This is a really interesting question, and one that I see being more about controlling your past on the Internet and less about the propriety of personal websites (which we’ll get to in a second). Who among us, after all, hasn’t written pages upon pages upon pages of commentary on a show you really liked back when, say, you were a senior in high school and didn’t have anything else to focus on? Just me and VR.5? OK then. (Amazingly it all seems to be gone now, a mere 20 years later — I swear just 5 years ago there were still hits.) But my point is: stuff is out there. And it’s incredibly hard to take down — so hard that I generally don’t recommend trying unless you know the site owner(s) personally.

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Becoming a Better Manager: Books and Online Resources

Management Books | CorporetteHow do you become a better manager and a more effective leader — whether you’re new to management or you’ve supervised people for a while and want to improve?

In the past, we’ve discussed various management books for women before, but readers recently discussed their favorites, so we thought we’d round them up, as well as some additional online resources for honing your skills.  (We’ve also discussed dressing like a managerimposter syndromedelegating work, and whether you should be friends with staffers.)

 

 

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How to Look Stylish and Professional at a Business Casual Office

business casualWhen you’re used to dressing conservatively for work and your new office is much less formal, how do you put outfits together to look casual but still professional and stylish? Some women would react to a dress-code switch like this with a “Score! Jeans and comfy shoes EVERY day,” but others are bigger fans of dressing conservatively in a casual office, like Reader J, who wonders…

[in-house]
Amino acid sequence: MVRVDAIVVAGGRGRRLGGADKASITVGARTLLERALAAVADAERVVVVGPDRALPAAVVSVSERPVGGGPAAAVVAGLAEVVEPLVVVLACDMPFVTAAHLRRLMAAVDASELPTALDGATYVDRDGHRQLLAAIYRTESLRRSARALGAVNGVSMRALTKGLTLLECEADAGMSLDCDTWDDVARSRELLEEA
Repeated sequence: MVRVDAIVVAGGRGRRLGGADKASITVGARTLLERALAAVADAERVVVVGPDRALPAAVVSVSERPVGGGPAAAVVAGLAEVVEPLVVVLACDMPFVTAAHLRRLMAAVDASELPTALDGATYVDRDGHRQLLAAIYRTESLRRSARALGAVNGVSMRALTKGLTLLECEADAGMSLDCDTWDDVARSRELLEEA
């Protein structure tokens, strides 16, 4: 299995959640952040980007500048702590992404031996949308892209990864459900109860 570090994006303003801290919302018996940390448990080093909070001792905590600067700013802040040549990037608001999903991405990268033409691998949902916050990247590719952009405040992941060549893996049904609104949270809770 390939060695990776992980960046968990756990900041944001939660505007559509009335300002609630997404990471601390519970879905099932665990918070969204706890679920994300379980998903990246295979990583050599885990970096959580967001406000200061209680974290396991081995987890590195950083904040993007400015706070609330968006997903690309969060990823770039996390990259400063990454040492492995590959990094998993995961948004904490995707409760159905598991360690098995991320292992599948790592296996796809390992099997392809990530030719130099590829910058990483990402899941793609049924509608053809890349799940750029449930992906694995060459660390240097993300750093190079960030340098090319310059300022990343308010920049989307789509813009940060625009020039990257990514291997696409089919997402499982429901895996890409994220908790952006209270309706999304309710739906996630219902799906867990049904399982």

I just started a job as an in-house attorney at a tech company. Before this, I worked at a big law firm with a conservative dress code. Now I’m in the dilemma of having a closet full of clothes that are too dressy for my job. I enjoy dressing up, but I don’t want to look too stuffy in this new environment. My boss wears hoodies everyday, and I was told that I’d be teased if I dress up too much. Any suggestions for where to shop for casual outfits that are still cute and classy?

In the past we’ve talked about wearing jeans to work and what to wear for a big meeting at a casual office, as well as the stories linked above.  Now let’s revisit some of that advice and take a look at several examples:

(Pictured: Nordstrom’s very popular open front cardigan by MOD.lusive by Bobeau, $25-$42 in lots of colors and regular and petite sizes.)

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When Fear and Low Self-Esteem Hold You Back

low self esteem and self confidenceWhat should you do when mental health issues are holding you back and making it difficult for you to build the career you want? Reader O wonders…

I have struggled with mental health problems for years and as a result have always worked really terrible jobs (combination of poorly paid, admin/dogsbody type roles with bullying managers). I know it’s a combination of fear and rock bottom self esteem that’s the problem. I am in my early twenties and have luckily never been unemployed but I’ve never liked any of the jobs I’ve had. I am planning on going back to university for a masters degree soon with the hope of working in either journal publishing or widening participation but how can I make sure, once I’ve graduated (again), that I don’t keep going for bad jobs? Any help would be greatly appreciated.

I’m so sorry to hear that, O. We’ve talked a bit about imposter syndrome, as well as discussing the book The Confidence Code, and I would encourage you to read both of those posts. I have a few thoughts for you, but I can’t wait to see what the readers say.